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  • 2019-04-04 19:01

    LONDON (MNI) - The KPMG/REC UK Jobs report, published Friday, showed the quickest decline in permanent job appointments in March, offering further evidence of the fragility of the UK economy caused by Brexit chaos.

    -The index slumped back into contraction territory for the second time this year, down to 47.6 from 50.0 in February.

    - Temporary staff hiring also pulled back, to 52.9 in March from 54.3 in February, its second lowest level in two-and-a-half years.

    - Amid reports of delayed decision making among firms leading to fewer job vacancies, candidates were also less enthusiastic about looking for a new job.

    - Limited availability of candidates continued to put pressure on starters' salaries. However, rates of pay softened in March.

  • 2019-04-04 13:50

    By Yali N'Diaye

    WASHINGTON (MNI) - Monthly employment is expected to be flat in March after stronger-than-expected gains of 55,900 in February and 66,800 in January, according to a MNI survey, with the unemployment rate remaining steady at 5.8%. The Bloomberg consensus is at +10,000, with the unemployment rate also stable. The unemployment rate has been below 6% since September 2018.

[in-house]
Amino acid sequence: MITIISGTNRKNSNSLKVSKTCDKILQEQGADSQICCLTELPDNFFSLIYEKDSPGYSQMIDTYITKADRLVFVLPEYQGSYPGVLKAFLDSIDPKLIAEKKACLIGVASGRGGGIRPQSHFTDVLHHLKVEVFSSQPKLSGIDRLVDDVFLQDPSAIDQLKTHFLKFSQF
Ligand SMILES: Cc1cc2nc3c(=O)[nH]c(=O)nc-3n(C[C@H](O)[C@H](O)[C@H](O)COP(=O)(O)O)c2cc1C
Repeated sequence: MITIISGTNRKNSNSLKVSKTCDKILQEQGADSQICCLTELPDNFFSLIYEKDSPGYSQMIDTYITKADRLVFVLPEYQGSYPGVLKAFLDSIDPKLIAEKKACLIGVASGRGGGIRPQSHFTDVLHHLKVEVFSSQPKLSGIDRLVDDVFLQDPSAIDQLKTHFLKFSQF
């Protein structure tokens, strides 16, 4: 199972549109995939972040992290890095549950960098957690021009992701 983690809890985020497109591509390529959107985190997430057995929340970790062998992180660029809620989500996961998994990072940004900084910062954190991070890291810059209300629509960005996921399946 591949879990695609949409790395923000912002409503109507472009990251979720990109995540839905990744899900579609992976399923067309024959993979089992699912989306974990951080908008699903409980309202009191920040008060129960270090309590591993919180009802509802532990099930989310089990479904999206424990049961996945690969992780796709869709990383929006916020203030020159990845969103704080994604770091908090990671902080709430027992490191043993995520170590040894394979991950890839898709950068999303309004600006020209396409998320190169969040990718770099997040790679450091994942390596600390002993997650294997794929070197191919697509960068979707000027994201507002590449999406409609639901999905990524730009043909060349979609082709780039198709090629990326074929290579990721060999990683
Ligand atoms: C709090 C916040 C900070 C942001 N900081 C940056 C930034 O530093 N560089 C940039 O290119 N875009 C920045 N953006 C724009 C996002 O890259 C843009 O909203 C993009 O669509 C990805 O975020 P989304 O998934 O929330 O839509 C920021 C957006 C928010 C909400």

Ahead of the release on Friday, we outline important themes for particular attention.

    - Private jobs increased 31,800 in February, explaining much of the total 55,900 employment gain.

  • 2019-04-04 13:00

    By Jean Yung

    WASHINGTON (MNI) - U.S. interest rates may need to move a bit higher if growth picks back up to trend or higher, labor markets stay strong and inflation remains near 2%, Cleveland Federal Reserve Bank President Loretta Mester said Thursday.

    "I see no urgency to change our policy stance" given rates are at the bottom of the range of estimates for the neutral rate and "little sign that inflation is poised to rise appreciably despite the strength in labor markets," Mester said.

  • 2019-04-04 10:47

    By Yali N'Diaye

    OTTAWA (MNI) - The Canadian Ivey Purchasing Managers Index rebounded to 54.3 in March from 50.6 in February, with the gain suggesting stronger activity and softer prices increases, data released Thursday by the Richard Ivey School of Business showed.